GENEVA (Reuters) - Antigua and Barbuda is “losing all hope” of a financial settlement in a long-running dispute with the United States and it may ask the head of the World Trade Organization to mediate, Antiguan ambassador Ronald Sanders told the WTO on Friday.
The United States responded by accusing Antigua and Barbuda of playing politics.
The tiny archipelago built up an Internet gambling industry to replace declining tourism revenues, only to find itself shut out of the world’s biggest gambling market.
It took its case to the WTO in 2003 and eventually won the right to compensation of $21 million annually, after the WTO judges upheld its complaint that U.S. laws were discriminatory.
Washington has not paid out, and Sanders said his country had lost $315 million so far, equivalent to more than a quarter of its annual GDP and less than 0.1 percent of the U.S. economy.
Although the WTO awarded Antigua the right to use trade sanctions to recoup its losses, it opted for a settlement.
“We continued to hope that a sense of justice and fairness would prevail. But, we are now losing all hope,” Sanders told the WTO’s dispute settlement body, according to a copy of his remarks provided to Reuters.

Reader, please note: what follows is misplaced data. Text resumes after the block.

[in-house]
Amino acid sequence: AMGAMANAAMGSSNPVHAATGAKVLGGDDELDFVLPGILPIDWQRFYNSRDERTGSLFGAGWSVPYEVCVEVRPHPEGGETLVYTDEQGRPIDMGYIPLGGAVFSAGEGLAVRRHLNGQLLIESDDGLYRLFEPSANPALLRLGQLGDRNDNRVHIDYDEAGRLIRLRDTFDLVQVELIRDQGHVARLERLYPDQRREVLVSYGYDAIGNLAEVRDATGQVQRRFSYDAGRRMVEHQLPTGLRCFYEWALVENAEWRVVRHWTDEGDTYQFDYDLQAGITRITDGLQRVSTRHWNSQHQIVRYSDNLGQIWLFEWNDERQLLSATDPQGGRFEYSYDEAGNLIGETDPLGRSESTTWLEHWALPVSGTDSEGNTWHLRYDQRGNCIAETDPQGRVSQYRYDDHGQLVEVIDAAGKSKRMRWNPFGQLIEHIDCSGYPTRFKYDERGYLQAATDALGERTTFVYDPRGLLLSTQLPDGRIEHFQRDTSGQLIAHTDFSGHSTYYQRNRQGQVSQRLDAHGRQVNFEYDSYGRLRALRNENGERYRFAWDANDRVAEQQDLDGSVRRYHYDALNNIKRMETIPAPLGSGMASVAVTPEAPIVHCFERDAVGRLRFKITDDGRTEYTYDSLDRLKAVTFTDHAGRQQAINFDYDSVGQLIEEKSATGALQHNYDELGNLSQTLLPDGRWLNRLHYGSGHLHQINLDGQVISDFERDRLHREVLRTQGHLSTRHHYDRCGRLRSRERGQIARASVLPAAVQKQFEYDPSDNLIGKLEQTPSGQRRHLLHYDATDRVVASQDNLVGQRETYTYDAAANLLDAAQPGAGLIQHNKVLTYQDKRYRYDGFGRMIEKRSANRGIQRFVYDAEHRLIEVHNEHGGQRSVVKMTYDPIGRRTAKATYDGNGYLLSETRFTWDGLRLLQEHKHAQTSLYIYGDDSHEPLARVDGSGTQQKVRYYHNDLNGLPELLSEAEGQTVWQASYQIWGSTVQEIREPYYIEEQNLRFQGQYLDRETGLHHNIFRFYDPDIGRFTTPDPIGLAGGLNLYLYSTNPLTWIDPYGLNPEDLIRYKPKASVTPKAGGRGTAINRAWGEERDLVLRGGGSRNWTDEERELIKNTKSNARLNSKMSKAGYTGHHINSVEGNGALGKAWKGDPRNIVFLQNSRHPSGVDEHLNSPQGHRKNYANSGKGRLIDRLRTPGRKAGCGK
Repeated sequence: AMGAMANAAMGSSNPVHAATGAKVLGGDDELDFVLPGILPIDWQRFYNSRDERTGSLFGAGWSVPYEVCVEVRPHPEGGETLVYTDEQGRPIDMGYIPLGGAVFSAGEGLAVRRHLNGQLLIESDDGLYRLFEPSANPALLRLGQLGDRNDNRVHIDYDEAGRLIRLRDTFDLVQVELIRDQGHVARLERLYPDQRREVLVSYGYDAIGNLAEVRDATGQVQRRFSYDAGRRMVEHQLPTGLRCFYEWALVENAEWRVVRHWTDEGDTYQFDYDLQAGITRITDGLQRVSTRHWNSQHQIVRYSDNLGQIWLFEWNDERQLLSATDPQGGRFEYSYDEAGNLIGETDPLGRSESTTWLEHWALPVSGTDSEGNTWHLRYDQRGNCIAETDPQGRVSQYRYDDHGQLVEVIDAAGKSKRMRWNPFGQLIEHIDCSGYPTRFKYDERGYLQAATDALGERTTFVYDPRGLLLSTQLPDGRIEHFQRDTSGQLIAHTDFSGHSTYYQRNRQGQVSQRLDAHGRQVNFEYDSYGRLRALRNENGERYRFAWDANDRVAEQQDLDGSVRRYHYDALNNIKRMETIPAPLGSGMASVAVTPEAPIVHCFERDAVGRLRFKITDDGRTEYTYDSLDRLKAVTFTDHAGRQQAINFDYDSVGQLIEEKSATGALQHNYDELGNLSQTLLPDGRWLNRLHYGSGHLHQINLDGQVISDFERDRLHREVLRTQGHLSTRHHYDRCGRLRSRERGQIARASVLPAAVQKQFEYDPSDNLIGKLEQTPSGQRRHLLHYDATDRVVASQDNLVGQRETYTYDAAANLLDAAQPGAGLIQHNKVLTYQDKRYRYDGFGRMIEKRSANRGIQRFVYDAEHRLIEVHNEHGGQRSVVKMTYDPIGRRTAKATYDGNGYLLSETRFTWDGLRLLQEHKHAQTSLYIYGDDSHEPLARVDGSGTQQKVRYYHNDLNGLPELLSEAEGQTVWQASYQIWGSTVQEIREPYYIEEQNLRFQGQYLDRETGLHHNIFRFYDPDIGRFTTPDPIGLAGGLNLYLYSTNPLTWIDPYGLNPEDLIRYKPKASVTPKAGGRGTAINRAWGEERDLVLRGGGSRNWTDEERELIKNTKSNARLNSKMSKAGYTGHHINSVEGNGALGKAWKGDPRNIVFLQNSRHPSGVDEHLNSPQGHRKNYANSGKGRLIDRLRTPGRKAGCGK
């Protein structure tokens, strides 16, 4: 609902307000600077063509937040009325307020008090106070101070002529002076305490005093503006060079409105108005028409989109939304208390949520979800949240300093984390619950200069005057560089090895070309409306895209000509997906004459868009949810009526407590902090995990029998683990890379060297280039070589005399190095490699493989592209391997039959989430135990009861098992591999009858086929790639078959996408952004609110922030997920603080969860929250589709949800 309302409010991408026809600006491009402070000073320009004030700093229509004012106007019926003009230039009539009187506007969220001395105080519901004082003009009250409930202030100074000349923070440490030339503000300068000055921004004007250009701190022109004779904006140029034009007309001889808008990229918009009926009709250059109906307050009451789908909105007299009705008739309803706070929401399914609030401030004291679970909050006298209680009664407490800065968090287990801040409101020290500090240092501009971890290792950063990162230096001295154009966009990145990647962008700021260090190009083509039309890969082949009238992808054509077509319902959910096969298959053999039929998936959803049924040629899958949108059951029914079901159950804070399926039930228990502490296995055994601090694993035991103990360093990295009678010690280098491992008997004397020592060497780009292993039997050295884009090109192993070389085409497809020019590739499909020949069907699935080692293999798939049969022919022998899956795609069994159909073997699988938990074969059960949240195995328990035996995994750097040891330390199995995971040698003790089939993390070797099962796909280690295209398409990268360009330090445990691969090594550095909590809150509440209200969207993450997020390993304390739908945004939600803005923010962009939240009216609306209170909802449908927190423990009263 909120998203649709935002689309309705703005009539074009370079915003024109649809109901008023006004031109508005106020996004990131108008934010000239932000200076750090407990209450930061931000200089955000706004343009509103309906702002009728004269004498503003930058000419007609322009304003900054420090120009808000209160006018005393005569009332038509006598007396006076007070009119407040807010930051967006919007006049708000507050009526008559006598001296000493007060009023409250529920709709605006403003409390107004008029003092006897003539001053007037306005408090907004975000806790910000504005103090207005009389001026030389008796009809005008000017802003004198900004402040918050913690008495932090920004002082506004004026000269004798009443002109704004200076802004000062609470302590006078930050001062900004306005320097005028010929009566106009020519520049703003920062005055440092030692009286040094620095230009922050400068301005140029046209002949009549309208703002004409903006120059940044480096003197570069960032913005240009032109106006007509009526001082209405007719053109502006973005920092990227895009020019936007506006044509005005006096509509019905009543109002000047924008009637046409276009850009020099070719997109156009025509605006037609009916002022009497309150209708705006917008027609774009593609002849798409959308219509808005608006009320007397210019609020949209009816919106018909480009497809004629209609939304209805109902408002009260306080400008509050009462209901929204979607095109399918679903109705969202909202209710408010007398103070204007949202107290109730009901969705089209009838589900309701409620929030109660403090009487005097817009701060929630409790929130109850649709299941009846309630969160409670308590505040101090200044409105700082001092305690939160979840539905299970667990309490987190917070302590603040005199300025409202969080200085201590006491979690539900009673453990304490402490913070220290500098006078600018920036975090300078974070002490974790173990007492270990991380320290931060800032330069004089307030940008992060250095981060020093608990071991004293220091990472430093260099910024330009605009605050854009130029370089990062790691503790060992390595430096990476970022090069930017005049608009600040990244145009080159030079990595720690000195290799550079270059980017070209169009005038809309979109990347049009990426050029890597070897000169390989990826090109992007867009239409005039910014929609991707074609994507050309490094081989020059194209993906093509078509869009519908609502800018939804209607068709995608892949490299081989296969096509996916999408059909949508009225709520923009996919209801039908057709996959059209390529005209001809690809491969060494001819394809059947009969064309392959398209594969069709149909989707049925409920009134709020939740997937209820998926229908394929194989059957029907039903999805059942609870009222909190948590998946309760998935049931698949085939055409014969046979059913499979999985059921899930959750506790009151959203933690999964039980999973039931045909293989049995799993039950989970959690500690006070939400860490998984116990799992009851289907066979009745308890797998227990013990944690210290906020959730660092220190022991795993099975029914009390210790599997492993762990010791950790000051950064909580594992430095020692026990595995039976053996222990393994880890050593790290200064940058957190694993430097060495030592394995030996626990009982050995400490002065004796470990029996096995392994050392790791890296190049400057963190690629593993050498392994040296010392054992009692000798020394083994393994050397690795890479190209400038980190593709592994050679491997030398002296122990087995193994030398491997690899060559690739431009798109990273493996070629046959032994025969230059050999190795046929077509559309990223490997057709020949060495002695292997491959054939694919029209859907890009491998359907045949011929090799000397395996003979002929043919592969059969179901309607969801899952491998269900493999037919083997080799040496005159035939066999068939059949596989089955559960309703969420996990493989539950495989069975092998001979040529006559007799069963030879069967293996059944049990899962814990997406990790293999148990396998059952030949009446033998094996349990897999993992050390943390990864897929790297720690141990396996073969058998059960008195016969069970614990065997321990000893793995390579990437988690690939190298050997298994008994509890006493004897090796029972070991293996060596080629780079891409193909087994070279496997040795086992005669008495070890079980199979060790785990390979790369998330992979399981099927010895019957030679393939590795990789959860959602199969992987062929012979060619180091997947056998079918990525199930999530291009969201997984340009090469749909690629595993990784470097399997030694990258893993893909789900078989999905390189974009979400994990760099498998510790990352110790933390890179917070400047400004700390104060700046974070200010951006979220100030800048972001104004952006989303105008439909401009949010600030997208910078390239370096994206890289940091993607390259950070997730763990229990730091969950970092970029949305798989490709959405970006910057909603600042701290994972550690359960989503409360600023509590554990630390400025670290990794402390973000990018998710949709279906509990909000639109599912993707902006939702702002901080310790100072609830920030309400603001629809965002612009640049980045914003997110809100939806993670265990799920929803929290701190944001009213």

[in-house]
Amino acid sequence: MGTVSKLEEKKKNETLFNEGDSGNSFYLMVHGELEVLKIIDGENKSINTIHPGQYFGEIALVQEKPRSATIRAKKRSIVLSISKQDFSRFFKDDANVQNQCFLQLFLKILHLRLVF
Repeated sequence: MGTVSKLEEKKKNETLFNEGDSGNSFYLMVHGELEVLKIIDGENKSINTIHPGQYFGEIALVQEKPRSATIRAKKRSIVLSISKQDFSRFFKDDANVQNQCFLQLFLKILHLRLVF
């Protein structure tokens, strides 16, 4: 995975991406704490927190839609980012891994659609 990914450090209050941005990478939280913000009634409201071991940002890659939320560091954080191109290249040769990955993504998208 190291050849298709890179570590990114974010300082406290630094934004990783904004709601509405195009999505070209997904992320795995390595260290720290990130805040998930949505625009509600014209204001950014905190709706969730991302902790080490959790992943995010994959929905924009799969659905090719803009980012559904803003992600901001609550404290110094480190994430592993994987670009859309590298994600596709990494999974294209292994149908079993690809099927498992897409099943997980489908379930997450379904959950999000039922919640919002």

“After a long period of exhausting attempts to engage the United States, Antigua and Barbuda is now contemplating, once again, approaching the (WTO) Director-General... to join in seeking a mediated solution that would bring much needed relief after these arduous 15 years of damage to our economy.”
Trade experts say the case highlights a weakness in the WTO system, because small nations have little leverage to enforce rulings against the world’s big powers.
Antigua does not have a permanent representation in Geneva but it has repeatedly sent envoys to the WTO to plead for a U.S. payout, most recently last September when the island of Barbuda was severely damaged by Hurricane Irma.
“All of Antigua and Barbuda’s attempts, in a spirit of good faith, have failed,” Sanders said.
U.S. Ambassador Dennis Shea told the WTO meeting that Antigua had made “extreme demands”, and monetary payments were not provided for under the rules. The United States had made repeated offers to settle the row, to no avail, he said.
The current U.S. administration had had no reply to a formal offer of further discussions, Shea said, according to a prepared copy of his remarks.
“For these reasons, Antigua’s decision to place this matter on the agenda today appears to be a political statement, rather than an effort to engage on a resolution of this dispute.”
Sanders said none of the U.S. offers amounted to even 1 percent of the damage caused.
“The WTO dispute settlement was conceived as a system where all members, irrespective of their size, would have their rights protected,” he said.
Reporting by Tom Miles; Editing by Alison Williams and Raissa Kasolowsky
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